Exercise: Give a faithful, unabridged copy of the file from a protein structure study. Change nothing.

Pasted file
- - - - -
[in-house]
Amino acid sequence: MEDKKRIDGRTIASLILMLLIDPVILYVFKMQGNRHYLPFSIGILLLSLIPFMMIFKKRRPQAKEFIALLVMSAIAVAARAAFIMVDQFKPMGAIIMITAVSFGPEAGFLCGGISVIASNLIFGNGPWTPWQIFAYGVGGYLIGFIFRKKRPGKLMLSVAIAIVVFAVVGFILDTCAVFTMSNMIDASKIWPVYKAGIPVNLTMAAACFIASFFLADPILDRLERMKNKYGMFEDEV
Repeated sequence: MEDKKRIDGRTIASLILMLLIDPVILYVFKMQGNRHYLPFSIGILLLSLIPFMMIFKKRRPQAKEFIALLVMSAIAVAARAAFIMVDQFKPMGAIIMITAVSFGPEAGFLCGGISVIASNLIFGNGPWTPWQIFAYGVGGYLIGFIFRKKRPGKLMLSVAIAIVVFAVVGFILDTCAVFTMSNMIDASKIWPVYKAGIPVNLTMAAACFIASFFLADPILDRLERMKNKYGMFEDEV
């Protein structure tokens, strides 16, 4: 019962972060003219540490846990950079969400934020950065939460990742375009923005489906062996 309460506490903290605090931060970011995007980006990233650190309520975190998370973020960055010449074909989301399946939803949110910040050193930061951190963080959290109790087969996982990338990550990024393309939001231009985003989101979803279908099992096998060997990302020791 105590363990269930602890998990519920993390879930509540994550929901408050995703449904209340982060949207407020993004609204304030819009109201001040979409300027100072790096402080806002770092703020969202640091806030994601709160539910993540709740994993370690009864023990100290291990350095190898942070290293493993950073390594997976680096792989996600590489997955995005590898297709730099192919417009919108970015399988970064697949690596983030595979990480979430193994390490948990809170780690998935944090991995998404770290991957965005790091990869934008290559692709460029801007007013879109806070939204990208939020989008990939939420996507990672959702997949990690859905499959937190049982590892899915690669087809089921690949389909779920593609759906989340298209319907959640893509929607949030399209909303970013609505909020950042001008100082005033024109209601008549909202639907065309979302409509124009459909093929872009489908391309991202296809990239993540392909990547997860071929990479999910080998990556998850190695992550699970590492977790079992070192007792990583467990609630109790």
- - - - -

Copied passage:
[in-house]
Amino acid sequence: MEDKKRIDGRTIASLILMLLIDPVILYVFKMQGNRHYLPFSIGILLLSLIPFMMIFKKRRPQAKEFIALLVMSAIAVAARAAFIMVDQFKPMGAIIMITAVSFGPEAGFLCGGISVIASNLIFGNGPWTPWQIFAYGVGGYLIGFIFRKKRPGKLMLSVAIAIVVFAVVGFILDTCAVFTMSNMIDASKIWPVYKAGIPVNLTMAAACFIASFFLADPILDRLERMKNKYGMFEDEV
Repeated sequence: MEDKKRIDGRTIASLILMLLIDPVILYVFKMQGNRHYLPFSIGILLLSLIPFMMIFKKRRPQAKEFIALLVMSAIAVAARAAFIMVDQFKPMGAIIMITAVSFGPEAGFLCGGISVIASNLIFGNGPWTPWQIFAYGVGGYLIGFIFRKKRPGKLMLSVAIAIVVFAVVGFILDTCAVFTMSNMIDASKIWPVYKAGIPVNLTMAAACFIASFFLADPILDRLERMKNKYGMFEDEV
């Protein structure tokens, strides 16, 4: 019962972060003219540490846990950079969400934020950065939460990742375009923005489906062996 309460506490903290605090931060970011995007980006990233650190309520975190998370973020960055010449074909989301399946939803949110910040050193930061951190963080959290109790087969996982990338990550990024393309939001231009985003989101979803279908099992096998060997990302020791 105590363990269930602890998990519920993390879930509540994550929901408050995703449904209340982060949207407020993004609204304030819009109201001040979409300027100072790096402080806002770092703020969202640091806030994601709160539910993540709740994993370690009864023990100290291990350095190898942070290293493993950073390594997976680096792989996600590489997955995005590898297709730099192919417009919108970015399988970064697949690596983030595979990480979430193994390490948990809170780690998935944090991995998404770290991957965005790091990869934008290559692709460029801007007013879109806070939204990208939020989008990939939420996507990672959702997949990690859905499959937190049982590892899915690669087809089921690949389909779920593609759906989340298209319907959640893509929607949030399209909303970013609505909020950042001008100082005033024109209601008549909202639907065309979302409509124009459909093929872009489908391309991202296809990239993540392909990547997860071929990479999910080998990556998850190695992550699970590492977790079992070192007792990583467990609630109790």